Proof that People Appreciate Good Survey Design

I’m a huge advocate of simplicity in survey design, especially when a survey is to be delivered online. Yet, when I talk to people about cutting out questions, simplifying response tasks, and minimizing the use of various presentational options (e.g., AJAX), I sometimes get the sense I’m viewed as a spoil-sport. Fortunately, people don’t have to take my word for it. A wealth of methodological research shows that completions and data quality suffer as you stray from following the Keep It Simple, Stupid (K.I.S.S.) principle in survey design (see the links at the bottom of this page).

Some respondents will also tell you how well (or badly) you’ve structured your questionnaire, although waiting until you get this to do anything is probably leaving things a little too late! Respondents can give feedback on a survey in a couple of ways: by dropping out if they are having difficulty with it, or by mentioning their experience at the end (assuming you give them an opportunity to do so). Here are some examples pulled from three surveys I’ve been involved with over the past 12 months. These went out to general population samples provided by a well-known consumer panel. The topics differed, but the surveys were similar in length – about 35 questions over 15 pages. Two of them involved presenting choice sets as part of a stated choice modelling experiment.

My intent here is not to take the glory for the results I’m about to present; I took care of the online delivery in these surveys, but the questions and structure were mainly developed by others. I’m using them because I do think the questionnaires were generally well designed. Questions were kept to a minimum, pre-testing was done, and the technology used was as simple as possible.

First, some selected respondent comments taken from across the three surveys. Many other comments echoed the same general sentiment:

“Very good survey, was easy to follow and understand.”
“Thoroughly enjoyed that survey is all I can say.”
“Clear and simple, well worded – well done, whomever designed it.”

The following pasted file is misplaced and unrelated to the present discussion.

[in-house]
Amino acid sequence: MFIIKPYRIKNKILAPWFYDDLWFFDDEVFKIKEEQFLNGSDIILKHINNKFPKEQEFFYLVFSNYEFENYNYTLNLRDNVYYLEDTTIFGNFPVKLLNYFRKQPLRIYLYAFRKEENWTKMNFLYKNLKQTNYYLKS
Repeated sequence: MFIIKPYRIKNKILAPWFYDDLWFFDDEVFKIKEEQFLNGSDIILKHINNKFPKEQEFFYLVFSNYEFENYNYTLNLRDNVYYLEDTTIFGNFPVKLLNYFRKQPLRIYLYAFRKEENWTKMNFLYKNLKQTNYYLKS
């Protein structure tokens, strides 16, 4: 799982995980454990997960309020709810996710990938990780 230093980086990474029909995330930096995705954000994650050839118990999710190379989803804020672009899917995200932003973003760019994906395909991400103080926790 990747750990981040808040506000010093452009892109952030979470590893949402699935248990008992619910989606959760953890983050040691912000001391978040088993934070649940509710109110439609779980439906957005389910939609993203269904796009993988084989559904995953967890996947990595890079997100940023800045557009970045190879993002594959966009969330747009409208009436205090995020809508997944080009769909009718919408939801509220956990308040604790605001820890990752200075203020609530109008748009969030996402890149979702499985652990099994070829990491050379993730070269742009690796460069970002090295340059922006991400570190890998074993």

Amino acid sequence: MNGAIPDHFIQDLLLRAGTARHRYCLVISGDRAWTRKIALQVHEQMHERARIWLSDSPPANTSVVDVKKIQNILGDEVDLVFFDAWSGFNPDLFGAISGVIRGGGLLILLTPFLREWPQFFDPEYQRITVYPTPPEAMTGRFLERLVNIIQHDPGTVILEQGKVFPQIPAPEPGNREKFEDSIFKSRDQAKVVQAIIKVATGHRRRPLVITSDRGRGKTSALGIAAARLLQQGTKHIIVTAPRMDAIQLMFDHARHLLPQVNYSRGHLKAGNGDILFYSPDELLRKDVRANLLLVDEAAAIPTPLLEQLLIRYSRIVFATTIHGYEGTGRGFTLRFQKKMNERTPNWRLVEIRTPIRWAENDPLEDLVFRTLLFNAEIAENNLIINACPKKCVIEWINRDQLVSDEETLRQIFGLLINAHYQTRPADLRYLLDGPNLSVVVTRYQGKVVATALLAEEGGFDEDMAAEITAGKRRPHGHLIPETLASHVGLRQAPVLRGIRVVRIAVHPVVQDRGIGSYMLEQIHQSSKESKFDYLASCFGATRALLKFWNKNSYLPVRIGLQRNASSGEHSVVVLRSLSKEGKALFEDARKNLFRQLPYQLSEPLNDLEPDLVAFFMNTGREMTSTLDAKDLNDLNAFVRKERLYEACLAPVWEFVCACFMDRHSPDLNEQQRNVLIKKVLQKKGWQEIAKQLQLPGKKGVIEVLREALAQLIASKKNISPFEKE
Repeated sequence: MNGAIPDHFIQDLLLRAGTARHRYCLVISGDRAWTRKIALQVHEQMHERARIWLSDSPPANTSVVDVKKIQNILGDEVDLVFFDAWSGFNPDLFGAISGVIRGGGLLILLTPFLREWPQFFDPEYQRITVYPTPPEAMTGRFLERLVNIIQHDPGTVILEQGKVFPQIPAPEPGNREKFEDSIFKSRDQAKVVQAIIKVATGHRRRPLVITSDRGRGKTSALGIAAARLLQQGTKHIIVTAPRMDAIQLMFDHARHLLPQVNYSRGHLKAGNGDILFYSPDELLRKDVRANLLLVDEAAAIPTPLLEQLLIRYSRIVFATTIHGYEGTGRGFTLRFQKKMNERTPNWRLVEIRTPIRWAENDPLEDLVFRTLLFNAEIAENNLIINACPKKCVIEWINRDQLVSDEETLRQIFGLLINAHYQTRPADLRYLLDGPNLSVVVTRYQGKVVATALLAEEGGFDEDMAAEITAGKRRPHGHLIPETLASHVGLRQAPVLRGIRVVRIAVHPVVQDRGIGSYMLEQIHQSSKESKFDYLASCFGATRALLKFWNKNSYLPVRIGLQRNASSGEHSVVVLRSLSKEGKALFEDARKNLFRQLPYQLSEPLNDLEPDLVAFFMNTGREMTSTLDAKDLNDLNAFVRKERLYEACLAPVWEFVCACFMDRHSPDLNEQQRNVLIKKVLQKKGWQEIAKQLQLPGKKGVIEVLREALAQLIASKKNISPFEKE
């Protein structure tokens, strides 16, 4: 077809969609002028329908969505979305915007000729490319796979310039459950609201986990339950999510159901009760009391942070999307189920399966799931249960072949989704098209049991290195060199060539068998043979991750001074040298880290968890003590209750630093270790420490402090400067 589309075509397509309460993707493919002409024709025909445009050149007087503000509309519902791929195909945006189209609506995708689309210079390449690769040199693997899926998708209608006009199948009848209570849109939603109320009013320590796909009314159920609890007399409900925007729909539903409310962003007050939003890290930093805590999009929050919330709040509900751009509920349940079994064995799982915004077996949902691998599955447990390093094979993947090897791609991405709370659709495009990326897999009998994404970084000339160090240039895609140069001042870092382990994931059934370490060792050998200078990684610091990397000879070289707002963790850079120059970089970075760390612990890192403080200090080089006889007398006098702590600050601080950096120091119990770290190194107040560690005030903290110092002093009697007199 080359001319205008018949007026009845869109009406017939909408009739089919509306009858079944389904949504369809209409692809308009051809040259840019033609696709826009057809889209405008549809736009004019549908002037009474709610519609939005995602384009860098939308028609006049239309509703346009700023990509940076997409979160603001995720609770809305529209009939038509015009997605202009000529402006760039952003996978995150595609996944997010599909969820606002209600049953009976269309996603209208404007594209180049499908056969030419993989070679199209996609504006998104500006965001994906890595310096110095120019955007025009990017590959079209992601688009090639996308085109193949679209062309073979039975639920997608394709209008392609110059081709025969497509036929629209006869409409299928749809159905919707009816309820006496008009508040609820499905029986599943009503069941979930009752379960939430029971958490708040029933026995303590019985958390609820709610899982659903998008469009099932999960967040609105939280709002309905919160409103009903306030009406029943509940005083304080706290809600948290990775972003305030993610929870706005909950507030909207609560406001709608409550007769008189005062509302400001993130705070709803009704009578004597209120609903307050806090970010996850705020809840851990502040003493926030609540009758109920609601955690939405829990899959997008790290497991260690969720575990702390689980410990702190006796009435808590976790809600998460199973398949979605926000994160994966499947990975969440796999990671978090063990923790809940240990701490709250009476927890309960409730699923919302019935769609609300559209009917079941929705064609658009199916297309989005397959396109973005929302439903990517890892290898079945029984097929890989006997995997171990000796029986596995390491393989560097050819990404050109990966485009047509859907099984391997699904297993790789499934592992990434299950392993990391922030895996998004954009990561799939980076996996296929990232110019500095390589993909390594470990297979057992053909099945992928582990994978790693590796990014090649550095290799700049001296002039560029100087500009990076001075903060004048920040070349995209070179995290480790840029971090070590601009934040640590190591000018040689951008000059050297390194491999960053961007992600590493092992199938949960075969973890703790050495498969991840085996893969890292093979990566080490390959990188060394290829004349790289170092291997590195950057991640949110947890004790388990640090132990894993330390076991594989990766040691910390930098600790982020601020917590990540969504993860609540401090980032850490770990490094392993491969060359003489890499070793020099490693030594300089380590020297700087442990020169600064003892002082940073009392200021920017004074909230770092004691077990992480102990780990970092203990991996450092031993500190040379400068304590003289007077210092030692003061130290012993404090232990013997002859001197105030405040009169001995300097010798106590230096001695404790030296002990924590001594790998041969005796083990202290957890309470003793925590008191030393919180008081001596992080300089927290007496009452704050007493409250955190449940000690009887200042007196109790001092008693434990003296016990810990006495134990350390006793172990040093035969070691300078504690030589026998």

“It was more interesting than the usual surveys :o)”
“It was a very simple, well put together survey that was easy to understand. Well done.”
“I enjoyed doing it :)”
“This was a great survey, thank you!”
“I really enjoyed this survey. Very easy to follow.”
“Great Survey, easy to do and no dumb questions.”
“Wish they were all this easy to complete.”

My key take-out points are that a) it is actually possible for people to enjoy completing a questionnaire and b) many of the online surveys people are sent appear to be complex, hard to follow, and sprinkled with “dumb questions”.  Although I’m speculating, I think the “dumb question” comment refers to those that are ambiguous, overly complicated or repetitive (e.g., matrix-style questions) or attempt to psychoanalyze the respondent (e.g., brand ‘personality’ items).

However, most people won’t take the time to leave a comment.  In fact, if your survey suffers from particularly bad design, many won’t even stick around to get to the last page.  So, you should pay attention to the second (silent) respondent feedback mechanism: completion rates.   Here are the completion rates for the three surveys mentioned above. These show the proportion of people who started the survey that went on to complete it. A low completion rate is a key signal of problems with your survey design because it means many people dropped-out.

Survey 1: 79%
Survey 2: 71%
Survey 3: 81%

These are pretty good completion rates, but you’ll notice that one is about 10 percentage points lower than the others (Survey 2).  We knew download times were going to be an issue for that survey because it contained several large images and used a JavaScript library.  The images were large because they contained complex backgrounds (i.e., they weren’t simple!). Despite doing all we could to optimize and pre-load the images, use the bare-minimum JavaScript library and warn respondents, this issue clearly led to increased drop-out rates.   It is also worth noting that, although 1,100 people started the survey, only 8 of the 800 who completed it  mentioned the slow load times at the end.

So, it really is worth keeping things as simple as possible in your survey design.  Respondents can tell when you are asking them flaky, ill-prepared questions and many won’t stick around if your questionnaire causes them frustration.

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